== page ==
United Nations Development Programme (UNDP) has hailed the recent hybrid arrangement at Parliament where only a few members were present in the chamber and others joined online as having contributed to government’s efforts to combating the spread of the coronavirus disease.
UNDP Resident Representative Shigeki Komatsubara who made the remarks during a symbolic handover of ICT equipment to the Malawi National Assembly in Lilongwe commended the house for its transformative and forward-thinking manner in responding to the pandemic.
He noted COVID-19 brought a sense of urgency for UNDP to support Parliament as it had to create an environment where being a key institution in the country, legislators could continue to work safely.
The UN Representative spoke on the need to ensure that the house is more effective, efficient and closer to the people through the donation of 377 various pieces of equipment.
He pledged his organisation’s commitment to work with the legislative arm of government in making it more people centered and ensuring it seamlessly continues to operate during the pandemic.
“We took the opportunity of COVID-19 and turned the crisis into an opportunity to support Parliament making the business more efficient and to have more impact on the lives of the people bringing their voices closer to Parliament.
“Not only was this a milestone on COVID-19 prevention, but it laid the foundation for utilization of digital transformative solutions to improve the effectiveness and efficiency of Governance institutions in Malawi. The lessons learnt during implementation of this initial support shall be a basis for full digitisation of other business processes such as the Hansard section, audio-visual department, and chamber systems,” said Komatsubara.
He pledged continued support to the house in pushing the digitalization agenda such as a paperless parliament in saving resources and extending outreach to people in accelerating inclusive development.
“Digital could enable people to understand what’s happening in Parliament better and that would make the process more efficient. Members of parliament can access information better with those we’re hoping and we’ll continue to work with the Parliament the key decision makers in Malawi can get hold of issues, quickly have a substantive discussion and have a collective agreement on the way forward.”
The donation ranging from laptops, desktops, MIFIs, TVs, Cameras, Audio-Visual equipment, Internet connectivity, and zoom licenses is valued at US$250, 000.
Speaker Catherine Gotani Hara acknowledged the impact of the pandemic evidenced through deaths of some members of the National Assembly.
This prompted the Business Committee to discuss how to conduct deliberations and settled for a hybrid manner where some were physically present in the chamber while others participated virtually.
However when the decisions were made, the institution did not have equipment to support the process and approached UNDP for technical support which donated equipment to facilitate the meetings.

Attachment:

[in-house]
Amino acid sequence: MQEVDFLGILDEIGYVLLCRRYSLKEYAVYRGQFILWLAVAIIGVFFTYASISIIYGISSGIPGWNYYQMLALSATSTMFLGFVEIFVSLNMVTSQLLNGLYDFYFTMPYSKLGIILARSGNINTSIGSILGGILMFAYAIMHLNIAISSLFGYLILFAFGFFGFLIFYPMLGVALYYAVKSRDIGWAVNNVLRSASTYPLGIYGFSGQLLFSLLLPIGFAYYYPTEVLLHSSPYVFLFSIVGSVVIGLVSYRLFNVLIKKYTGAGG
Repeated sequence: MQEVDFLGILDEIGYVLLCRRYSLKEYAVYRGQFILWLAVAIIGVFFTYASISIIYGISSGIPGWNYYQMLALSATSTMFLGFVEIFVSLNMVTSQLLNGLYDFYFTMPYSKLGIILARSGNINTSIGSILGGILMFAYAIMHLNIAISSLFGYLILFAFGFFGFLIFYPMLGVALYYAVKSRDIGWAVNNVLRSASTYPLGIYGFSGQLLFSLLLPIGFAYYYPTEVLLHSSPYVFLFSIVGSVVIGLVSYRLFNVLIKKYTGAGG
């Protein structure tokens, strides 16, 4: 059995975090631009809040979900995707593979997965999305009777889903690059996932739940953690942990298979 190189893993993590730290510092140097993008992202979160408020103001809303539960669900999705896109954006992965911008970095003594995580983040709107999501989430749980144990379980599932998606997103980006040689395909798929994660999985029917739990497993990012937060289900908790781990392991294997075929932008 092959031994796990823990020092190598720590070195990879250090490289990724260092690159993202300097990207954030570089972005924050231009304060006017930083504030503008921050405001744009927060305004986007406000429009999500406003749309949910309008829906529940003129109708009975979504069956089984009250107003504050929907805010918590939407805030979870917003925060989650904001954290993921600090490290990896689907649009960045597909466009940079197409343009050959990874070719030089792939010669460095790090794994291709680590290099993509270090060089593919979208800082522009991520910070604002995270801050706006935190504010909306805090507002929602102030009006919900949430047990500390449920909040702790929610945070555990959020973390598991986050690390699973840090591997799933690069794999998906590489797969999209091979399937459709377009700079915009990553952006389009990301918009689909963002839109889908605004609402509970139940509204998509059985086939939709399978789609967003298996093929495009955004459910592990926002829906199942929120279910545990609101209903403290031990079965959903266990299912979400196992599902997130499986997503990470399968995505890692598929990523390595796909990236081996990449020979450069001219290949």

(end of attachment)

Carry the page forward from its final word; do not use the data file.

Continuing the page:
The arrangement helped decongest the chamber and legislators did not miss out on their oversight roles and reduced the number of COVID-19 infections.
Among others, Gotani-Hara cited connectivity challenges encountered as having disadvantaged some members but due to the pandemic the house stuck to the new method.
“If you look at the cost of losing an honourable member of parliament for us I think this probably is the best way to conduct business for us to protect the health and safety of members of parliament and members of staff as well because when parliament is meeting, we have 193 members of parliament, we have members of staff coming from government ministries to support their ministers.
“We have almost 300 members of staff present; you’re talking of this institution having about close to a thousand people within the building.
“Now if we have all those members, obviously it means the risk is even higher; but if we can reduce that number maybe to 200, obviously it means we’re reducing the chances of members of parliament affected with Covid. So in terms of that you’d say it was a big positive because we were able to save lives of members of parliament and staff,” stated the Speaker.
In line with its strategic plan, the August House intends to embrace digital technology in terms of voting and other processes.
“If we were voting using an automated system it would take five, 20 minutes we’re done. So we want to go that route because we’d be saving time and that also helps in terms of the efficiency and effectiveness of Parliament
“In terms of us going paperless, we as Parliament also need to help in conserving the environment; using a lot of paper does mean that we are also not being kind to the environment. And at the same time using a lot of documentation for example the budget document, using volumes and volumes of documents.
“If all these were properly logged into our systems using the internet lines, online, that would save paper and it also saves a lot of costs. If you look at our budget for printing, it’s a lot of money. If we were digital if everything was put online and digitalized, we would not need to be printing all these documentation. So that would also help.”
Parliament is in the process of sourcing funding to use an electronic system from development partners within the next five years as outlined in its strategic plan.